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Every new command is wrapped in a tweet and posted to Twitter. Following the stream is a great way of staying abreast of the latest commands. For the more discerning, there are Twitter accounts for commands that get a minimum of 3 and 10 votes - that way only the great commands get tweeted.
Use your favourite RSS aggregator to stay in touch with the latest commands. There are feeds mirroring the 3 Twitter streams as well as for virtually every other subset (users, tags, functions,…):
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If you have ever been trying to look for a list of processes based on their elapsed time you don't need to look any further.
This command lets you find the list of processes ordered in a reversed order (oldest at the top) that have been running for over an hour on your system. Any system processes are filtered out, leaving only user initiated ones in. I find it extremely useful for debugging and performance analysis.
Use the AWS CLI tools to generate a list instances, then pipe them to JQ to show only their launch time and instance id. Finally use sort to bring them out in runtime order. Find all those instances you launched months ago and have forgotten about.
displays a list of all file extensions in current directory and how many files there are of each type of extension in ascending order (case insensitive)
this will give u the details in MB's; from high to low....
I added -S to du so that you don't include /foo/bar/baz.iso in /foo, and change sorts -n to -h so that it can properly sort the human readable sizes.
Shows the 10 biggest files/dirs
Sorted in human readable format.
Find all files larger than 500M in home directory and print them ordered by size with full info about each file.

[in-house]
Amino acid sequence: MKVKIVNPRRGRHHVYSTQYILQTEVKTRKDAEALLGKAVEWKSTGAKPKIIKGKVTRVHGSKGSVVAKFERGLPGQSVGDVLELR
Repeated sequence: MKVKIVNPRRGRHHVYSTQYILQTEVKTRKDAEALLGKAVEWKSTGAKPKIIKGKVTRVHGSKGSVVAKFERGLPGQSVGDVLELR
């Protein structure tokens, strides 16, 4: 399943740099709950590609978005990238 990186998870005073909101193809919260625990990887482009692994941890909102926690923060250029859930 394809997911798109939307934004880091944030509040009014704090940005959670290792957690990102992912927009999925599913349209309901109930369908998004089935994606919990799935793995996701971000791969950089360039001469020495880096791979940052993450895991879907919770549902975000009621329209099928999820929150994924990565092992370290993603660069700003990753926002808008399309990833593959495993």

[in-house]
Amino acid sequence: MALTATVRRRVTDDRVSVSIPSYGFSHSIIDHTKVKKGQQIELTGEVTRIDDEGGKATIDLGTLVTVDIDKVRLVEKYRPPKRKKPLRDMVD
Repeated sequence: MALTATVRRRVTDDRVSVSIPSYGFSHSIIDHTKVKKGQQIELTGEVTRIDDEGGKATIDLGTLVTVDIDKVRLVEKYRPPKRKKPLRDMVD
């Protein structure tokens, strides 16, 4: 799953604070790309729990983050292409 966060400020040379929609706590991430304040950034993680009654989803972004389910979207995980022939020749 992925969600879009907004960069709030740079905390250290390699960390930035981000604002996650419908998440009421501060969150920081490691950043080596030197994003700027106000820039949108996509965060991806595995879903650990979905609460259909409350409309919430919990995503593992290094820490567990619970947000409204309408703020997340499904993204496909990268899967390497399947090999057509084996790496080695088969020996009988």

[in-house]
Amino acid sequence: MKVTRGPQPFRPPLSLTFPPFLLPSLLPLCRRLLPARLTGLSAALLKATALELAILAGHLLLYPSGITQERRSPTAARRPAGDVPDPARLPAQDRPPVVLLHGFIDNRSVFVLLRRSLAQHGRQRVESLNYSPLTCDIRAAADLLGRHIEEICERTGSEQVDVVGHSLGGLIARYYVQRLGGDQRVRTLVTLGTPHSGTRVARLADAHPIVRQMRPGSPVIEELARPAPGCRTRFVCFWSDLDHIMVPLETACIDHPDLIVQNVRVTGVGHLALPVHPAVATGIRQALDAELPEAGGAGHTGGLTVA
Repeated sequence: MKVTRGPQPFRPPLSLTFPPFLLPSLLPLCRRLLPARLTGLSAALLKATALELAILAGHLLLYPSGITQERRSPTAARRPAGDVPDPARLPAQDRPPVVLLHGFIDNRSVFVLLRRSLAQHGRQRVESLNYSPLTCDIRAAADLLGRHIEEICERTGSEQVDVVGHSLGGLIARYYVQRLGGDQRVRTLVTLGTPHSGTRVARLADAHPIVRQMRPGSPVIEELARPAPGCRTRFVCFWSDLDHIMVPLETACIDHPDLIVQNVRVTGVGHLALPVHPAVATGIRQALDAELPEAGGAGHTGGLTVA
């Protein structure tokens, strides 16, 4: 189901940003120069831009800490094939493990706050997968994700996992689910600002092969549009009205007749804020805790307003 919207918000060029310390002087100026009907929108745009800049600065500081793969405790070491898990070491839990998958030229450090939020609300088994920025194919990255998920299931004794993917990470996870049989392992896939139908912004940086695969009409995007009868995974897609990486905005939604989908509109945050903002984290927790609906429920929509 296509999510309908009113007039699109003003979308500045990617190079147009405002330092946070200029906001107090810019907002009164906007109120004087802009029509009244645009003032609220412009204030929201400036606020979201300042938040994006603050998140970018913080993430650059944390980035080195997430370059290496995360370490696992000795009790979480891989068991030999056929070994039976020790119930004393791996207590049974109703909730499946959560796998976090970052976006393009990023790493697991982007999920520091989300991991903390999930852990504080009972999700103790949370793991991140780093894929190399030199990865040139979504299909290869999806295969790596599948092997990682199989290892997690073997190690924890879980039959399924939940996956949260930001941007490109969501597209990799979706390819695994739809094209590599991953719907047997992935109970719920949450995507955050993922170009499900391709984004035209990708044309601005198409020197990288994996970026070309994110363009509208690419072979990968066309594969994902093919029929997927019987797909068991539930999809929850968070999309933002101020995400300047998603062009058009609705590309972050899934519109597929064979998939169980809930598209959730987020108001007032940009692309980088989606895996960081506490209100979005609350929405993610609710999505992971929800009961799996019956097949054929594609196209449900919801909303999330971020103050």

* Find all file sizes and file names from the current directory down (replace "." with a target directory as needed).
* sort the file sizes in numeric order
* List only the duplicated file sizes
* drop the file sizes so there are simply a list of files (retain order)
* calculate md5sums on all of the files
* replace the first instance of two spaces (md5sum output) with a \0
* drop the unique md5sums so only duplicate files remain listed
* Use AWK to aggregate identical files on one line.
* Remove the blank line from the beginning (This was done more efficiently by putting another "IF" into the AWK command, but then the whole line exceeded the 255 char limit).
>>>> Each output line contains the md5sum and then all of the files that have that identical md5sum. All fields are \0 delimited. All records are \n delimited.
"find ./ ..." could be replaced with "find $PWD ..." to display absolute path instead of relative path.
When trying to find an error in a hosted project it's interesting to find out how the source is organized: Are there .inc files? Or .php files only? Or .xml files that probably contain translated texts?
Analyze an Apache access log for the time period with most activity and display the hit count, requesting IP and the timestamp. May help detect a brute force dos attack.
cut can handle files as well. No neet for a cat.